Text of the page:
processes bearing on language change, including the changing role of media and
other forms of mass communication in the history of English, along with the
political aspects of the commodification of English. The first section
coordinators, Thomas Kohnen and Christian Mair (“Technologies of
communication”), explain how media have helped English text types to
proliferate and kinds of English to develop, change, and expand, resulting in
a heterogeneity of English language. Authors in the first section of Part II
treat technological issues of orality, print literacy, electronic
communication, news and religious discourse, among other areas of interest.
The second section of Part II, coordinated by Jonathan Culpeper and Minna
Nevala, focuses on the social rather than the technological aspects of
language change, among them democratization, political correctness, identity
politics, politeness, standardization, globalization, and colonialism. Tony
Crowley (“English in Ireland: A complex case study”) ends this part
appropriately by reminding us how language change and social change are often
the same thing and how language change therefore impacts economic, cultural,
and political issues. Many authors in Part II foreground the importance of
studying English as a complex interaction of language and various often
inter-connected socio-cultural concerns.

Part III “Approaches from Contact and Typology” concentrates on English
compared to and in contact with other languages around the world, and on
typological changes resulting from that contact across time and place. Raymond
Hickey, coordinator of section one of Part III (“Assessing the role of contact
in the history of English”), notes how while varying in speed and degree
language contact always results in language change, even though sometimes that
contact-change is hard to prove (“Early English and the Celtic hypothesis”).
Hickey further implies that while language contact has long been a field of
interest within linguistics its study might be on the rise due to the
increased number of languages with which English continues to come into
contact. Languages investigated as contacting with English include early
Celtic and Scandinavian languages, but also later North American languages and
dialects of English, as well as a rich, diverse variety of African and Asian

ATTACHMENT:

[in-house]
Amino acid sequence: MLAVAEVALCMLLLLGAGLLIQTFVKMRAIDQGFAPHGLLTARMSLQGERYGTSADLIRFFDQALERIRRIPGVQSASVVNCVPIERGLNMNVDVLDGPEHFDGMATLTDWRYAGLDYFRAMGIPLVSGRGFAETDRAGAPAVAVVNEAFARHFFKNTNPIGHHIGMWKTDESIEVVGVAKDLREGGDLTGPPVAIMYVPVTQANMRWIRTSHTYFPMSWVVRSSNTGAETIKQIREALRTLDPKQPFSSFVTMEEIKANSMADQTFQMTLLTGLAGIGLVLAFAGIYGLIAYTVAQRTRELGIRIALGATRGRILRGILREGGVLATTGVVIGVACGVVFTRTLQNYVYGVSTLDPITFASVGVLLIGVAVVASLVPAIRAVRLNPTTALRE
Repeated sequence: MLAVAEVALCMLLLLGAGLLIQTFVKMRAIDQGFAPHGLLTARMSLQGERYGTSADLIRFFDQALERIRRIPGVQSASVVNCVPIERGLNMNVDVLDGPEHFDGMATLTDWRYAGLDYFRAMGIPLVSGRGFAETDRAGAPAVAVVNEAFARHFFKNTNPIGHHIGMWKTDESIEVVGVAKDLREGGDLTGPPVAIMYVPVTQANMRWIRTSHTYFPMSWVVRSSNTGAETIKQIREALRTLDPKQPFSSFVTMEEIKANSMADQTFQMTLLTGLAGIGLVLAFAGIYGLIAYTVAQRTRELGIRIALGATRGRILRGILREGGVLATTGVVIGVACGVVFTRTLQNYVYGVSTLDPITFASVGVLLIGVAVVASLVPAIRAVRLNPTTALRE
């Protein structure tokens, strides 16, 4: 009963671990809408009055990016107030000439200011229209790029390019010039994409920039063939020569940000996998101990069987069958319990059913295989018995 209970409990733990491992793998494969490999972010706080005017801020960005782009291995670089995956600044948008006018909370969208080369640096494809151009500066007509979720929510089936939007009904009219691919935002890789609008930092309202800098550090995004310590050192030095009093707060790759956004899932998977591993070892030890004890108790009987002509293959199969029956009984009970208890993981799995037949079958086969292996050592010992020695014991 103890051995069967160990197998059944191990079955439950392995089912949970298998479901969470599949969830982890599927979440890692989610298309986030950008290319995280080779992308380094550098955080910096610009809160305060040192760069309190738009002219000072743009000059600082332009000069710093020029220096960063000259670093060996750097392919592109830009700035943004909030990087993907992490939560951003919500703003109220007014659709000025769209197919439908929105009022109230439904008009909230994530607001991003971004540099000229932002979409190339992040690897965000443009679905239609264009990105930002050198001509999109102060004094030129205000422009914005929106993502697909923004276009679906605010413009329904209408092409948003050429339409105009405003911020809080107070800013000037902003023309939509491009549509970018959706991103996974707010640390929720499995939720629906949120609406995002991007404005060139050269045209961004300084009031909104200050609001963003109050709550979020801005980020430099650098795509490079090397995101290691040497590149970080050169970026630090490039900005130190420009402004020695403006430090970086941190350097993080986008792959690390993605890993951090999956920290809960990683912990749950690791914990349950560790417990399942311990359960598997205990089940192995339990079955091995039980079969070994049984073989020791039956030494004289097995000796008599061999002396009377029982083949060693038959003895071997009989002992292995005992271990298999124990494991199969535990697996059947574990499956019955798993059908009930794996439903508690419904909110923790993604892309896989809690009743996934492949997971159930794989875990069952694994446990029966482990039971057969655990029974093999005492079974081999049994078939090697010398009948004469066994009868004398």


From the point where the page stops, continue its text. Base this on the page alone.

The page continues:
languages. This section also looks at identity-related issues surrounding New
Englishes, especially as a second language, and pidgins and creoles around the
world. In the second section of Part III, which he coordinated and which
primarily treats morphology and syntax, Bernd Kortmann (“Typology and
typological change in English historical linguistics”) advocates
interdisciplinarity in the study of language change and stresses how the study
of non-standard language varieties, especially spoken, can increase
understanding of language change generally. Essays here examine topics such as
differences in variability of word order in English and German, drifts in
English pronoun gender and use, and the nature and development of analyticity
in English.

Part IV “Rethinking Categories and Modules” concerns internal developments in
the history of English mostly ignored by other handbooks and textbooks:
cycles, continua, and interfaces, and how these interact productively in
different domains. Section one coordinators Ricardo Bermúdez-Otero and Graeme
Trousdale (“Cycles and continua: On unidirectionality and gradualness in
language change”) note that the scholarship in this section (often highly
specialized) explores how advances in our understanding of diachronic pathways
can stimulate rethinking of the history of English in ways not limited by
standard models of periodization. Such work, they say, may be able to solve
longstanding problems in English historical linguistics. Section two of Part
IV, coordinated by Roland Hinterhölzl and Ans van Kemenade, continues
Bermúdez-Otero and Trousdale’s emphasis on “rethinking” and combining aspects
of the history of English, particularly word order, information structure, and
prosody.

The essays are exceptionally well organized and surprisingly easy to read,